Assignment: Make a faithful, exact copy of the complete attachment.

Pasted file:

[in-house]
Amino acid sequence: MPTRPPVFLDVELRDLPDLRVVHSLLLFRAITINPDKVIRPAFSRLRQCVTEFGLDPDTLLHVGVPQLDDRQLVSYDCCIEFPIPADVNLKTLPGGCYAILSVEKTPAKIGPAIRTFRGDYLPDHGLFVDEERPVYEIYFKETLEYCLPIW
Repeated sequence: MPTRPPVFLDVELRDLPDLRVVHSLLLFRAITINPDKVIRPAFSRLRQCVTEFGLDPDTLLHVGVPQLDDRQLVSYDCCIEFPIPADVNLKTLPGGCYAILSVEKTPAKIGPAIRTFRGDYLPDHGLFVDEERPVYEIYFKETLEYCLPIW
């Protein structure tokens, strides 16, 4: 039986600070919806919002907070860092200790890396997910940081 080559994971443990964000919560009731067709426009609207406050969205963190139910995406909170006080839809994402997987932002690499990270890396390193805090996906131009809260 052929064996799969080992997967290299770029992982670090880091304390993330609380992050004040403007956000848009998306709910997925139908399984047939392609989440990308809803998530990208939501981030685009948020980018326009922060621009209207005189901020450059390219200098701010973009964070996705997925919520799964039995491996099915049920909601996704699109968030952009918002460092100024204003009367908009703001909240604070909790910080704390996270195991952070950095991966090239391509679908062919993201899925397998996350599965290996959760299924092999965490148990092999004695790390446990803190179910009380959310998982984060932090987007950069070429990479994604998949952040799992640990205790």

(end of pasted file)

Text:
[in-house]
Amino acid sequence: MPTRPPVFLDVELRDLPDLRVVHSLLLFRAITINPDKVIRPAFSRLRQCVTEFGLDPDTLLHVGVPQLDDRQLVSYDCCIEFPIPADVNLKTLPGGCYAILSVEKTPAKIGPAIRTFRGDYLPDHGLFVDEERPVYEIYFKETLEYCLPIW
Repeated sequence: MPTRPPVFLDVELRDLPDLRVVHSLLLFRAITINPDKVIRPAFSRLRQCVTEFGLDPDTLLHVGVPQLDDRQLVSYDCCIEFPIPADVNLKTLPGGCYAILSVEKTPAKIGPAIRTFRGDYLPDHGLFVDEERPVYEIYFKETLEYCLPIW
């Protein structure tokens, strides 16, 4: 039986600070919806919002907070860092200790890396997910940081 080559994971443990964000919560009731067709426009609207406050969205963190139910995406909170006080839809994402997987932002690499990270890396390193805090996906131009809260 052929064996799969080992997967290299770029992982670090880091304390993330609380992050004040403007956000848009998306709910997925139908399984047939392609989440990308809803998530990208939501981030685009948020980018326009922060621009209207005189901020450059390219200098701010973009964070996705997925919520799964039995491996099915049920909601996704699109968030952009918002460092100024204003009367908009703001909240604070909790910080704390996270195991952070950095991966090239391509679908062919993201899925397998996350599965290996959760299924092999965490148990092999004695790390446990803190179910009380959310998982984060932090987007950069070429990479994604998949952040799992640990205790």